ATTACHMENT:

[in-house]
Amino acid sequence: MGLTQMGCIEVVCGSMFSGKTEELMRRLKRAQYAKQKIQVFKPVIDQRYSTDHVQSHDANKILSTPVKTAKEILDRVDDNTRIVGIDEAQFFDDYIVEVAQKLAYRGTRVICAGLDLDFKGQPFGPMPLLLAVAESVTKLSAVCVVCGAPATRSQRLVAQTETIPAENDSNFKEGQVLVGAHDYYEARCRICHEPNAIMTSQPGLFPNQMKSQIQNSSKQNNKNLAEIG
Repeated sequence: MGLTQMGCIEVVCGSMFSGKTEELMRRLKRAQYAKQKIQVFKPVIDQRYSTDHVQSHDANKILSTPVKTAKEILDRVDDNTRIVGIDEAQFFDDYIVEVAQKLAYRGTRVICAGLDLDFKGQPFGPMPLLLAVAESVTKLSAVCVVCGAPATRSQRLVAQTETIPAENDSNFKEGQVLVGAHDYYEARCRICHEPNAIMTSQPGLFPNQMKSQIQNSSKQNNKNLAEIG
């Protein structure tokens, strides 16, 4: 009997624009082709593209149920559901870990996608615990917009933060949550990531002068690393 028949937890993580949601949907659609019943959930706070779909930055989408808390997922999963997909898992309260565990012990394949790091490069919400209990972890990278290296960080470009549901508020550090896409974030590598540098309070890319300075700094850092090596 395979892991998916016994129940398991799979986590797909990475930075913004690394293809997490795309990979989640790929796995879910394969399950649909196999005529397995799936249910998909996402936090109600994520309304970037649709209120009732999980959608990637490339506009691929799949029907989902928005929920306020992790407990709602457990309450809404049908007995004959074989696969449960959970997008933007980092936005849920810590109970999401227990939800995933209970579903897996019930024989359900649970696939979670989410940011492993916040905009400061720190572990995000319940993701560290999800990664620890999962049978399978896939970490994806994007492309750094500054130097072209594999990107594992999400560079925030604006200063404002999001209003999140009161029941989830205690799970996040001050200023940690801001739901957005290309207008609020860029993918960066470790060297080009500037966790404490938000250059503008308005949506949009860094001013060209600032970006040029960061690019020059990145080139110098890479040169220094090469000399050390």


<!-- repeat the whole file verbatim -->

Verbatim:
[in-house]
Amino acid sequence: MGLTQMGCIEVVCGSMFSGKTEELMRRLKRAQYAKQKIQVFKPVIDQRYSTDHVQSHDANKILSTPVKTAKEILDRVDDNTRIVGIDEAQFFDDYIVEVAQKLAYRGTRVICAGLDLDFKGQPFGPMPLLLAVAESVTKLSAVCVVCGAPATRSQRLVAQTETIPAENDSNFKEGQVLVGAHDYYEARCRICHEPNAIMTSQPGLFPNQMKSQIQNSSKQNNKNLAEIG
Repeated sequence: MGLTQMGCIEVVCGSMFSGKTEELMRRLKRAQYAKQKIQVFKPVIDQRYSTDHVQSHDANKILSTPVKTAKEILDRVDDNTRIVGIDEAQFFDDYIVEVAQKLAYRGTRVICAGLDLDFKGQPFGPMPLLLAVAESVTKLSAVCVVCGAPATRSQRLVAQTETIPAENDSNFKEGQVLVGAHDYYEARCRICHEPNAIMTSQPGLFPNQMKSQIQNSSKQNNKNLAEIG
């Protein structure tokens, strides 16, 4: 009997624009082709593209149920559901870990996608615990917009933060949550990531002068690393 028949937890993580949601949907659609019943959930706070779909930055989408808390997922999963997909898992309260565990012990394949790091490069919400209990972890990278290296960080470009549901508020550090896409974030590598540098309070890319300075700094850092090596 395979892991998916016994129940398991799979986590797909990475930075913004690394293809997490795309990979989640790929796995879910394969399950649909196999005529397995799936249910998909996402936090109600994520309304970037649709209120009732999980959608990637490339506009691929799949029907989902928005929920306020992790407990709602457990309450809404049908007995004959074989696969449960959970997008933007980092936005849920810590109970999401227990939800995933209970579903897996019930024989359900649970696939979670989410940011492993916040905009400061720190572990995000319940993701560290999800990664620890999962049978399978896939970490994806994007492309750094500054130097072209594999990107594992999400560079925030604006200063404002999001209003999140009161029941989830205690799970996040001050200023940690801001739901957005290309207008609020860029993918960066470790060297080009500037966790404490938000250059503008308005949506949009860094001013060209600032970006040029960061690019020059990145080139110098890479040169220094090469000399050390």